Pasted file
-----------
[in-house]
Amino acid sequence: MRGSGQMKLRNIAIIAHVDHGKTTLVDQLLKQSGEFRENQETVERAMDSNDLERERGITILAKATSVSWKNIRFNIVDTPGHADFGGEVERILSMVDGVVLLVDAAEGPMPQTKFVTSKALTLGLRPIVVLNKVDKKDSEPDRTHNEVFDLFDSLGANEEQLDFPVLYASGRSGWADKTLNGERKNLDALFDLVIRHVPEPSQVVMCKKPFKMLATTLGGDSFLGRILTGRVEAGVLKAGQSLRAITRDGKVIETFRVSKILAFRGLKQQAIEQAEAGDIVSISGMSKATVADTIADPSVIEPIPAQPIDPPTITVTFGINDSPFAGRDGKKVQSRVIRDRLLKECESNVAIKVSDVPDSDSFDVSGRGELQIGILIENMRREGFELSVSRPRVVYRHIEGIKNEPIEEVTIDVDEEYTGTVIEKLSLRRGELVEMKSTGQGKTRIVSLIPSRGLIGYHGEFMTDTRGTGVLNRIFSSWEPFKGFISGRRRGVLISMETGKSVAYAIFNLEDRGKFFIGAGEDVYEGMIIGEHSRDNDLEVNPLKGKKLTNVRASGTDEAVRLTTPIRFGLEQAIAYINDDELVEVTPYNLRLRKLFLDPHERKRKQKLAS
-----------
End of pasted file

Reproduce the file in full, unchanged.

[in-house]
Amino acid sequence: MRGSGQMKLRNIAIIAHVDHGKTTLVDQLLKQSGEFRENQETVERAMDSNDLERERGITILAKATSVSWKNIRFNIVDTPGHADFGGEVERILSMVDGVVLLVDAAEGPMPQTKFVTSKALTLGLRPIVVLNKVDKKDSEPDRTHNEVFDLFDSLGANEEQLDFPVLYASGRSGWADKTLNGERKNLDALFDLVIRHVPEPSQVVMCKKPFKMLATTLGGDSFLGRILTGRVEAGVLKAGQSLRAITRDGKVIETFRVSKILAFRGLKQQAIEQAEAGDIVSISGMSKATVADTIADPSVIEPIPAQPIDPPTITVTFGINDSPFAGRDGKKVQSRVIRDRLLKECESNVAIKVSDVPDSDSFDVSGRGELQIGILIENMRREGFELSVSRPRVVYRHIEGIKNEPIEEVTIDVDEEYTGTVIEKLSLRRGELVEMKSTGQGKTRIVSLIPSRGLIGYHGEFMTDTRGTGVLNRIFSSWEPFKGFISGRRRGVLISMETGKSVAYAIFNLEDRGKFFIGAGEDVYEGMIIGEHSRDNDLEVNPLKGKKLTNVRASGTDEAVRLTTPIRFGLEQAIAYINDDELVEVTPYNLRLRKLFLDPHERKRKQKLAS